“ECLIPSE”

   by Cid Reyes

 

That most appropriate title “Eclipse” glistens like moonlight, shining ostensibly on the darkness of the human condition. The moon’s most perfect shape – the circle – contains the two artists’ elegant and picturesque graphic authority. The moon is the consistent leitmotif, like a stage that unravels the various fragments of the artist’s pool of riotous images, each one delivered with a sharply edged contour. The totality is a fragrant burst of pure decorative power that dazzles the eye. The works are like a luscious version of cut-out collages that generate as much heat as the sinister messages hidden behind the obvertly seductive approach of the artists.

Janelle Tang’s paintings are like a profusion of blossoming images. Indeed she presents us with a specter of floral enigmas, acting like an interlocutor between the viewer and the mysterious man, cast in sheer black, looking so courtly with his bowler hat. Despite the presence of the gentleman character, the painting is lavished with feminine touches. Most telling are the spangle of an exquisite lacey fabric like a gracious nod to the artist’s gender, as well as the fastidiously rendered flowers with the gently taunting allure of roses or carnations.

In “Teardrop” the gentleman appears again, as though in a aerial mystery novel, where he is surrounded by a Pop-surreal splendor of tears pelting down like raindrops and the undeniable beauty of resplendent bouquets.

What mesmerizing message, the viewer might well wonder, is whispered by the painting “Silent Voice,”? Like a scream stifled into a whimper, this message roars with a blast of trumpet sounds and brass horns. With the flaring petals masking the mystery man’s face, swirling round, as though to lure him into the web of a romantic entanglement, the work illuminates the theme of allure and seduction, the visitation of an unexpected dark knight in a woman’s life.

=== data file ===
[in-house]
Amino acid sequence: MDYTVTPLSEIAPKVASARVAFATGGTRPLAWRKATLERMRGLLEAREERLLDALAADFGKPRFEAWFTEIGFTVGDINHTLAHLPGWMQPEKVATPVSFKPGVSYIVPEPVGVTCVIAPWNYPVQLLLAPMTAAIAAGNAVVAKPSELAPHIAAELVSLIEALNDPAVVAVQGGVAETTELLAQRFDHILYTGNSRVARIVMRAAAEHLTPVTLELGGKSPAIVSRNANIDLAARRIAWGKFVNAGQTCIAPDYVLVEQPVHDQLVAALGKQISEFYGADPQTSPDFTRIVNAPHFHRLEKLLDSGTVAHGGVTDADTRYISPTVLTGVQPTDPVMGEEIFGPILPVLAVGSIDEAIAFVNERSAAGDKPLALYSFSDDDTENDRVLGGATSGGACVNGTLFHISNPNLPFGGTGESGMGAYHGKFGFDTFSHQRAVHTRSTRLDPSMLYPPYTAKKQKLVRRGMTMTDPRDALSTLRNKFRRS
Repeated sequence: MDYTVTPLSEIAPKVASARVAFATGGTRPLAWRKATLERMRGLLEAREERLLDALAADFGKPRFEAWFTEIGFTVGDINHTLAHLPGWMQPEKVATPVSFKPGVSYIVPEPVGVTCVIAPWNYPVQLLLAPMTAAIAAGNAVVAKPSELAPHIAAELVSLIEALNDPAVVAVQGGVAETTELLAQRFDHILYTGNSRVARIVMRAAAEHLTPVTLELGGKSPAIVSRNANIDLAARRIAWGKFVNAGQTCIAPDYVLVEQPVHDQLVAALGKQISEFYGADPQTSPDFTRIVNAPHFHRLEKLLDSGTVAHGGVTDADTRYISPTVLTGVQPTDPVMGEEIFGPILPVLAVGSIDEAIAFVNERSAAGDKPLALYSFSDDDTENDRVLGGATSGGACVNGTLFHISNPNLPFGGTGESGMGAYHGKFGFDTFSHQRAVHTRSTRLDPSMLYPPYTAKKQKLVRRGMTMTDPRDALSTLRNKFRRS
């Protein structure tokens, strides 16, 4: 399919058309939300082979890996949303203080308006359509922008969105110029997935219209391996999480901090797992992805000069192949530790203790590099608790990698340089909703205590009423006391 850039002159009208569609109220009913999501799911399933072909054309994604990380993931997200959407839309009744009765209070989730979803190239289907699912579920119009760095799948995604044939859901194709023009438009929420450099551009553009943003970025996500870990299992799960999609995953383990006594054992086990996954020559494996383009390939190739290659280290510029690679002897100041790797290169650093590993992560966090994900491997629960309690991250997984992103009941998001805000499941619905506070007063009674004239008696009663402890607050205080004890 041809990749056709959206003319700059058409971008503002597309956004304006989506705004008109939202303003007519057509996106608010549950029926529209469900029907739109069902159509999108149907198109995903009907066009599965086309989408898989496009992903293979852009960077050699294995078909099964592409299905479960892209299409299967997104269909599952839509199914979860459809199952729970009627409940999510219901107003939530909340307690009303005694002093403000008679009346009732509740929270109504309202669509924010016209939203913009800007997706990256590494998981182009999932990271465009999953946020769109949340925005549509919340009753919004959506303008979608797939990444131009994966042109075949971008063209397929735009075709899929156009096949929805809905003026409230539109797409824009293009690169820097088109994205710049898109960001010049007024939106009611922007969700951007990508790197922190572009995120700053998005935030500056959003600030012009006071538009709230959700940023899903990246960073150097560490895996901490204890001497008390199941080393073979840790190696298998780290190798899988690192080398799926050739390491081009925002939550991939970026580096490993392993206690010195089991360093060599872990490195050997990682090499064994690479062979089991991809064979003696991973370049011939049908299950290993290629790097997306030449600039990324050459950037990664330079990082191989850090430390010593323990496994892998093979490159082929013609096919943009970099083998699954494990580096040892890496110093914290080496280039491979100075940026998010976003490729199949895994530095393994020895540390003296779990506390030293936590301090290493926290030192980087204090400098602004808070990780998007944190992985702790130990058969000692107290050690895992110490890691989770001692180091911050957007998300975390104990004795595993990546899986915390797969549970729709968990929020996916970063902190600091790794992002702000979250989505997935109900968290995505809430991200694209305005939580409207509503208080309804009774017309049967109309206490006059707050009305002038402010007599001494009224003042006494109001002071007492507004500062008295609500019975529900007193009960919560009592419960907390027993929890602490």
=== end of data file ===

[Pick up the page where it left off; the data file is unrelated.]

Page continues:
Absolutely hewing to the disciplined shape of the circle, Mark Dawn Arcamo, alongside the artist Janelle Tang, harmonizes seamlessly with his own enigmatic works.

In contrast, Arcamo is male bravado, with a keen eye for details and images that subtly suggests a sense of evil and malediction. In “Overshadowed” the artist configures, within the moon-space, a bombast of butterflies and a poisonous insect, a stain of a beetze, in dark silhouette. A woman holding aloft an umbrella, seen in back view, is adrift in her direction. Presumably the woman whose face is partly hidden, protecting her anonymity, is swept by the direction of her own life’s shadows.

Is the woman in “Silently Revealed” being pursued by a stalker intent on slaying her? The sight of the cross-hairs icon, burdened by the presence of a black bird who will soon take flight after the evil deed is done, is a tinge of “film noir.” Like a votive offering, “Somewhere in Between” offers a canopy of moon-shape for Arcamo’s butterflies, dragonflies, roses, and blackbird.

“Eclipse” the shrouding darkness of the celestial body of the moon, is a shimmer of light, cast upon the artist’s imagination.

Start Date: 
Thursday, May 8, 2014
End date: 
Friday, May 23, 2014